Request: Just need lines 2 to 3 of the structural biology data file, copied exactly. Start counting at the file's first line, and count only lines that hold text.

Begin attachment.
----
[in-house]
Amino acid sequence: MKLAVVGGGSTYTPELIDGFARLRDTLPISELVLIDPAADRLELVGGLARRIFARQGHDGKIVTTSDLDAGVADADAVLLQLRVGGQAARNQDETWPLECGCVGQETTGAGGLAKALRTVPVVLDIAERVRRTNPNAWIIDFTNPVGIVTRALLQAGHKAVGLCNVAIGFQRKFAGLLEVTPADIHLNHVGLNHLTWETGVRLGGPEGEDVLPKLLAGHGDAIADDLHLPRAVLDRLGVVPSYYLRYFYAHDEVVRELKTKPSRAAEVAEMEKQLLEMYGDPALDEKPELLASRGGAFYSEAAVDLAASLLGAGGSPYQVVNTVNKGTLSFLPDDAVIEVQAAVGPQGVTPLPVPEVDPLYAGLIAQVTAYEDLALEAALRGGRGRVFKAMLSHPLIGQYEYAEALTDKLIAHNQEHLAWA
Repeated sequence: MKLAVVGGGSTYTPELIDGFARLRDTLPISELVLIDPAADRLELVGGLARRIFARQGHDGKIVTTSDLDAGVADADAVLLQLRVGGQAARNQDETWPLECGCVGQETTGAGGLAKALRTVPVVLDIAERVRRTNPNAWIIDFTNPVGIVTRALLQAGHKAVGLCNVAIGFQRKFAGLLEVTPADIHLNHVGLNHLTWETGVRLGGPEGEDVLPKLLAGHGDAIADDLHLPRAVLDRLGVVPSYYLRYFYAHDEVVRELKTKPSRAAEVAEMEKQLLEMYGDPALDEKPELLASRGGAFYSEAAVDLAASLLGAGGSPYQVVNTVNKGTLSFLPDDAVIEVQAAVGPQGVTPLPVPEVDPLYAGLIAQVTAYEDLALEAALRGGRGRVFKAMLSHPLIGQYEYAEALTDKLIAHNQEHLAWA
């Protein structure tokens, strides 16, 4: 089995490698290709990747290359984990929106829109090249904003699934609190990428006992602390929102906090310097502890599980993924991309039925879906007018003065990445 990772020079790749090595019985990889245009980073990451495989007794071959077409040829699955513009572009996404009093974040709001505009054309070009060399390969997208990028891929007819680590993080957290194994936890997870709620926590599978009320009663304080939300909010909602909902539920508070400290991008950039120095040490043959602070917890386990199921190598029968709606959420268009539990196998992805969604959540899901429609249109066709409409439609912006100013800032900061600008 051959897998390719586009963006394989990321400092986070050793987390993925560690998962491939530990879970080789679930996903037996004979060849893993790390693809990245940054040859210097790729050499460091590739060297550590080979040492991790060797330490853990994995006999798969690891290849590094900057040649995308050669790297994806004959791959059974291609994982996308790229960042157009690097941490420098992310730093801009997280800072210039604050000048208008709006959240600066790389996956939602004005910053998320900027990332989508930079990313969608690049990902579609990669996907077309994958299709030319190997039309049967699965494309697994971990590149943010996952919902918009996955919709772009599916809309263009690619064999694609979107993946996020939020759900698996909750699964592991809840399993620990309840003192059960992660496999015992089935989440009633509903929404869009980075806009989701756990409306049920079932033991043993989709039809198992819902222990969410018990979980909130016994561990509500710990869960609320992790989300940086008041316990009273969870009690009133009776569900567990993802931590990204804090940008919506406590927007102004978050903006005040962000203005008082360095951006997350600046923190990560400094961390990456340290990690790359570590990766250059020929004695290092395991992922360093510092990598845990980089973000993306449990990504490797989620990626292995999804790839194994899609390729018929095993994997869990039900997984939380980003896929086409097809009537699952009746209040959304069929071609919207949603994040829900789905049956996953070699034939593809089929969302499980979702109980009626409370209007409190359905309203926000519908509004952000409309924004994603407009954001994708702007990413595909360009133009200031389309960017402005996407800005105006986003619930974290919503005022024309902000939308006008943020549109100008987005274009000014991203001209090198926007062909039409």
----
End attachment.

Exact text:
Amino acid sequence: MKLAVVGGGSTYTPELIDGFARLRDTLPISELVLIDPAADRLELVGGLARRIFARQGHDGKIVTTSDLDAGVADADAVLLQLRVGGQAARNQDETWPLECGCVGQETTGAGGLAKALRTVPVVLDIAERVRRTNPNAWIIDFTNPVGIVTRALLQAGHKAVGLCNVAIGFQRKFAGLLEVTPADIHLNHVGLNHLTWETGVRLGGPEGEDVLPKLLAGHGDAIADDLHLPRAVLDRLGVVPSYYLRYFYAHDEVVRELKTKPSRAAEVAEMEKQLLEMYGDPALDEKPELLASRGGAFYSEAAVDLAASLLGAGGSPYQVVNTVNKGTLSFLPDDAVIEVQAAVGPQGVTPLPVPEVDPLYAGLIAQVTAYEDLALEAALRGGRGRVFKAMLSHPLIGQYEYAEALTDKLIAHNQEHLAWA
Repeated sequence: MKLAVVGGGSTYTPELIDGFARLRDTLPISELVLIDPAADRLELVGGLARRIFARQGHDGKIVTTSDLDAGVADADAVLLQLRVGGQAARNQDETWPLECGCVGQETTGAGGLAKALRTVPVVLDIAERVRRTNPNAWIIDFTNPVGIVTRALLQAGHKAVGLCNVAIGFQRKFAGLLEVTPADIHLNHVGLNHLTWETGVRLGGPEGEDVLPKLLAGHGDAIADDLHLPRAVLDRLGVVPSYYLRYFYAHDEVVRELKTKPSRAAEVAEMEKQLLEMYGDPALDEKPELLASRGGAFYSEAAVDLAASLLGAGGSPYQVVNTVNKGTLSFLPDDAVIEVQAAVGPQGVTPLPVPEVDPLYAGLIAQVTAYEDLALEAALRGGRGRVFKAMLSHPLIGQYEYAEALTDKLIAHNQEHLAWA